Images of 5-year-old Burnett, 3-year-old Howard and 5-month-old Wakefield quickly made the rounds on social media on the respective nights they were killed. Word travels quick, and even before their loved ones congregated at roadside utility poles to honor their lives, memorials were shot into the digital sphere. #RIP, #restup, calls for the end of violence and more: The smiling faces of these children lingered on Instagram pages, adorned with lament. This even before the sun had risen the next day, before the news published their names.

Those same social media accounts of people tied to the gangs and the residents that live in those streets are dotted with short bios that tally off the dead. Three, four, five names at a time. The dead have been memorialized in a permanent way, at least as far as social media allows, not in a fleeting post or tweet. The dead are now intricately woven into the very identify of the community. This is who we are. This is who we've lost.

Theories abound as to what is really driving the violence: senseless young egos, turf wars, a long-standing "beef" that's led each side to volley bullets back and forth in pursuit of an unnameable end. It seems like the only people who have answers to those questions are dead or in jail, neither of which appear to be a deterrent to those pulling the triggers.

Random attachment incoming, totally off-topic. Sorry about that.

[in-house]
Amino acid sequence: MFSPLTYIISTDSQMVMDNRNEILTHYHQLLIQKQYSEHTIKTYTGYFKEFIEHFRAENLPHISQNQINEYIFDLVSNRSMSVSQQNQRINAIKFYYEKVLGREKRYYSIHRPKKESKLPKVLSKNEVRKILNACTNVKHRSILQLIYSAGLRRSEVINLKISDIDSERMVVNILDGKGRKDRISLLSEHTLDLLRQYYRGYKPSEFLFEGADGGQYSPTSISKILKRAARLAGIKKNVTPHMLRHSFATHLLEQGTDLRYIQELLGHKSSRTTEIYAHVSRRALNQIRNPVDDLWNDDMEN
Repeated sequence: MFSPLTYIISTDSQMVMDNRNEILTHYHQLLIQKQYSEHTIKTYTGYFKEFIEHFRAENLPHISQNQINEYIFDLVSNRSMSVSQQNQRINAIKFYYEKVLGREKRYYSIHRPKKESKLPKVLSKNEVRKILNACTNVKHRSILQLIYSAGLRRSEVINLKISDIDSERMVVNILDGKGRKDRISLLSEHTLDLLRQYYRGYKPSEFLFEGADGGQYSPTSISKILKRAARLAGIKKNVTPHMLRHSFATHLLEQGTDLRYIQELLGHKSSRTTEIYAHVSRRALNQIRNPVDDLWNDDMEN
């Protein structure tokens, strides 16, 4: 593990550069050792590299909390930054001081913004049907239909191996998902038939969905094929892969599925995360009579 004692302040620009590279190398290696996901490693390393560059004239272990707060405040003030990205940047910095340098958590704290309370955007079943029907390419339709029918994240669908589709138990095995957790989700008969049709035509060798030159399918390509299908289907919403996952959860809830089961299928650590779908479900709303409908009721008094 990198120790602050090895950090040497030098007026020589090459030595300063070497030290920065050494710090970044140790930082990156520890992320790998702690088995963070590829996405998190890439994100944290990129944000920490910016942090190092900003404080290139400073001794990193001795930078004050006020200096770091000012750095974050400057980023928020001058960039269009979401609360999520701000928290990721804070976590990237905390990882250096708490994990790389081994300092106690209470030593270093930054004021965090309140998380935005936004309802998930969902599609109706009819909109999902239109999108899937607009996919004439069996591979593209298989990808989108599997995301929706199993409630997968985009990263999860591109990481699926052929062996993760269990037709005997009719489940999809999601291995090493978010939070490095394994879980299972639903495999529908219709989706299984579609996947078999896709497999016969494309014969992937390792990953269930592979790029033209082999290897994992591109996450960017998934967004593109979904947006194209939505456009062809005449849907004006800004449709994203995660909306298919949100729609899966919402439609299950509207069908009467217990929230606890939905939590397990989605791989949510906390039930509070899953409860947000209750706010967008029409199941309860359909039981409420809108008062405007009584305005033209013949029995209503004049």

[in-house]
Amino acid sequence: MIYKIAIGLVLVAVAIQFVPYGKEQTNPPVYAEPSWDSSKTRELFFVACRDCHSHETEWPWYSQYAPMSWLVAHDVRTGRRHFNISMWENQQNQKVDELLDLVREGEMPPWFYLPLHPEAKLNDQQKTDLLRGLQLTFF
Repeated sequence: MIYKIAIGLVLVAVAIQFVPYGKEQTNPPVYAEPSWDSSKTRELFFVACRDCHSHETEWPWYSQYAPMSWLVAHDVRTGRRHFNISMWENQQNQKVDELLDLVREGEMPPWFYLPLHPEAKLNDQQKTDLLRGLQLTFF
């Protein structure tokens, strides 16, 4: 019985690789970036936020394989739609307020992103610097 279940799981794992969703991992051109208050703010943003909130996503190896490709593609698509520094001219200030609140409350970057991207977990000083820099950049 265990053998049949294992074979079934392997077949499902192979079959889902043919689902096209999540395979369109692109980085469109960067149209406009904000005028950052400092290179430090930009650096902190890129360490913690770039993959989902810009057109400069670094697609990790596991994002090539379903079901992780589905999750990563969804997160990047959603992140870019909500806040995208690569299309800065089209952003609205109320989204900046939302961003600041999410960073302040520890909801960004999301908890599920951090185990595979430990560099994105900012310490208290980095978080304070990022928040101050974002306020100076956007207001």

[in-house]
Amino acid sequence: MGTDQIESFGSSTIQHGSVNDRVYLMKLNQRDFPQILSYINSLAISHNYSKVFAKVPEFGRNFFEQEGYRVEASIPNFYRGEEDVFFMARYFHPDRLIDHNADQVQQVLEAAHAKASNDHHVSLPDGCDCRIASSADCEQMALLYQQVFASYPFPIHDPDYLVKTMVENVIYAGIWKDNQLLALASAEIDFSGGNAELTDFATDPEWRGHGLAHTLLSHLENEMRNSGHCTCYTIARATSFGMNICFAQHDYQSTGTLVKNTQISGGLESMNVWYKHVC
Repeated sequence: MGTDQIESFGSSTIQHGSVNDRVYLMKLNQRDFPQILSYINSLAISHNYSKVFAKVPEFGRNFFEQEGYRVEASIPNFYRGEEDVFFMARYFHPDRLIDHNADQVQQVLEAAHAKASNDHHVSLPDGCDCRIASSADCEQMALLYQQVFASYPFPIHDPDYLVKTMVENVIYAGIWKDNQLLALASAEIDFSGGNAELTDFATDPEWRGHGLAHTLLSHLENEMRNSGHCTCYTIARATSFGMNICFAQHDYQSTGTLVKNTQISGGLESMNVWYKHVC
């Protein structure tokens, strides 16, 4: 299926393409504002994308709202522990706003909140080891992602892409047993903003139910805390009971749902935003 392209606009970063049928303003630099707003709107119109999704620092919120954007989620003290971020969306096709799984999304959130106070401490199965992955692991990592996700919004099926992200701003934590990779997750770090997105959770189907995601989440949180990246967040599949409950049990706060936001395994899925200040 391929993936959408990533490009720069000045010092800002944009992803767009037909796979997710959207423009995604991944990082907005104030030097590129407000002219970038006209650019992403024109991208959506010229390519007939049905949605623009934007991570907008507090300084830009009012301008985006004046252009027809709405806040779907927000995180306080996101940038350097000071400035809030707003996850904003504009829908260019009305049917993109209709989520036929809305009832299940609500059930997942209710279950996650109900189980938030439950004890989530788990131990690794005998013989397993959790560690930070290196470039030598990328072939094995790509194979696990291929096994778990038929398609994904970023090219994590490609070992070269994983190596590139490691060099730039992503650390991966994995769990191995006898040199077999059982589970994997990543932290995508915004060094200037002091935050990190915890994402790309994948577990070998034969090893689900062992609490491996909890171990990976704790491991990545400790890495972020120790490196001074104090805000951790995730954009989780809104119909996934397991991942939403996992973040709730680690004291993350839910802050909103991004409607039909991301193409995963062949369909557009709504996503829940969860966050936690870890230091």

But there are theories, and each one is as believable as the next. One text passed along to Scene by someone who said they received it from law enforcement said, "We are in a tenuous spot. On the verge of becoming Chicago in terms of gang wars. The Heroin trade is a very lucrative business right now & people are killing each other & bystanders over money, drug & turf. It will get worse before it gets better."

People like Martin and other neighborhood advocates tie the whole thing back to the flat circle of time: Men in poor, historically redlined neighborhoods grow up disrespecting themselves and others, and then their children grow up doing the same.